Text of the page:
To whom were you responding? Are you OK? Edison (talk) 16:16, 14 January 2011 (UTC)
Not you, Edison. We were both writing at the same time. Rmhermen (talk) 16:20, 14 January 2011 (UTC)
Could you clarify precisely who you are replying to? I see there are some replies from CA3 which were removed and the indenting is very confusing here Nil Einne (talk) 17:06, 14 January 2011 (UTC)
To clarify, there is a discussion on the talk page about some extremely insulting comments that were removed. I've fixed the indenting so that responses to the original poster are all at the first level, as they should be. Rmhermen's admonition against irrelevant responses and direct insults applies to remarks which are no longer present, not to anyone whose posts remain here. Sorry for any confusion. TenOfAllTrades(talk) 17:45, 14 January 2011 (UTC)

Hiroshima/Nagasaki and radiation[edit]

Do we have an article/s that deal/s with persisting levels of radiation in these cities? I couldn't find the information during a quick flick through some likely articles. --Dweller (talk) 10:43, 14 January 2011 (UTC)

A couple of weeks ago I ran across something, probably off-wiki here, that stated that neither city had much residual radiation even in the days immediately after the attacks because the explosions were airbursts and thus relatively clean. "Clean" in this context would mean that the fission products and unfissioned material fell elsewhere, and that the main radiation exposures to humans were neutron exposures from the moment of actual explosion. I can't remember where I saw it, though. Acroterion (talk) 13:35, 14 January 2011 (UTC)
We have answered earlier about Present day radiation levels at Hiroshima and Nagasaki. Cuddlyable3 (talk) 14:56, 14 January 2011 (UTC)

Birds and animals living along the Rhine River[edit]

I have searched and searched for information on birds and animals living along the Rhine River, to no avail. Can you help? —Preceding unsigned comment added by (talk) 13:38, 14 January 2011 (UTC)

The Rhine: an eco-biography appears to mention the flora nad fauna of the Rhine, but it also refers to Robert Lauterborn, saying that by the time he died in 1952, he had published over 100 articles on Rhine Flora and Fauna - He might be a good person to search for. Searching for him on google scholar does turn up a number of articles but the almost all appear to be in German. Obviously though, being dead, he won't have published any articles recently - A you searching specifically for recently published information?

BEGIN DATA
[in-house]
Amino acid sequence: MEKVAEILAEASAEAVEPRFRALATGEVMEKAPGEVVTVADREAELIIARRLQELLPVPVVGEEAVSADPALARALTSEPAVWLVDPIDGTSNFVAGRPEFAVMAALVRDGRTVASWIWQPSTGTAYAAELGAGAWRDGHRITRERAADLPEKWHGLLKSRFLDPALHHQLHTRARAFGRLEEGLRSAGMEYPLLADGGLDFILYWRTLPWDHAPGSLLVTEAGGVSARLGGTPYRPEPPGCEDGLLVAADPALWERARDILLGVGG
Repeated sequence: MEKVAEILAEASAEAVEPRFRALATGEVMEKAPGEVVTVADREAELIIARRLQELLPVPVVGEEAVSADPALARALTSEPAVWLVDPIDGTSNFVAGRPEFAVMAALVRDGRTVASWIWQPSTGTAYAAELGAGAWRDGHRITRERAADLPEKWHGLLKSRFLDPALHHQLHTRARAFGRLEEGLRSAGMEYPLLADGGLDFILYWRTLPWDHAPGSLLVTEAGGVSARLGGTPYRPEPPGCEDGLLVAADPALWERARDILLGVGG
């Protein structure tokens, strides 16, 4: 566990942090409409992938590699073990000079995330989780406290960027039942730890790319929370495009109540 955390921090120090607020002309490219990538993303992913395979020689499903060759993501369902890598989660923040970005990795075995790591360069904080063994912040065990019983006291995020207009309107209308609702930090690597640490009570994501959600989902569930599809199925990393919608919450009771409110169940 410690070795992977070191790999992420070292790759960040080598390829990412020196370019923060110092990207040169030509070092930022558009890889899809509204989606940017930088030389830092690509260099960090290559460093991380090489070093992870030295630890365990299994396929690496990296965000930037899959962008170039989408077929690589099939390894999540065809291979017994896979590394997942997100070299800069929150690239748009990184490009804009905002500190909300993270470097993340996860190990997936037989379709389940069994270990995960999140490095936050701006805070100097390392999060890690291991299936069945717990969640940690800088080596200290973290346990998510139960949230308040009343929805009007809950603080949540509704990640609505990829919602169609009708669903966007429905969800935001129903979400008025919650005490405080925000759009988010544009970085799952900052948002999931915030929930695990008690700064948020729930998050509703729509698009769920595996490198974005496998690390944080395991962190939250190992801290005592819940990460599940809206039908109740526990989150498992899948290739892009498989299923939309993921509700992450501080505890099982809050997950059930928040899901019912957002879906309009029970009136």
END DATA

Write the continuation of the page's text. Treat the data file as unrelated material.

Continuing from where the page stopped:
On a side note, he does look like a suitable candidate for an article. Darigan (talk) 14:53, 14 January 2011 (UTC)
<edit> additional source that may be of some use, pdf doc: Robert Lauterborn (1869—1952) and his Paulinella chromatophora Darigan (talk) 14:55, 14 January 2011 (UTC)

Biomass into Crude Oil[edit]

This is kind of off the wall, but: I heard a comedian state that he wanted to be cremated because he "didn't want to end up as someone's oil" at some point in the future. Now, the unlikeliness of that aside, it got me wondering: how much biomass from ancient life end up as a barrel of crude. Or more simply: How many "dinosaurs" (I know, I know...) are in one gallon of gasoline/petrol? ArakunemTalk 15:51, 14 January 2011 (UTC)

Perhaps a bit more technically, one might rephrase the question as "What are the origins of kerogen, and what fraction of that do large land animals represent?" While I suspect the answer is 'not much at all', I don't have a more quantitative result handy. Our article on Biomass notes that most of the biomass on earth is on land, and that plants there outweigh animals by about a thousand to one. If we assume a proportionate contribution to oil formation, then the animal contribution to a gallon of gas is less than a teaspoon. The contribution of any single species to that teaspoon, meanwhile, is apt to be tinier still. TenOfAllTrades(talk) 17:06, 14 January 2011 (UTC)
Given the quotes around dinosaurs and the "(I know, I know...)", I think the questioner wasn't interested in actual dinosaurs but may have been looking for general efficiency numbers. That is, during the time when oil was forming, what proportion of total biomass was locked away as oil? Or, slightly differently, how much raw biomass would you need if you wanted to create a gallon of petroleum? (BTW, oil is generally thought to have formed from microscopic ocean life. Terrestrial biomass (plants) formed coal.) -- (talk) 17:17, 14 January 2011 (UTC)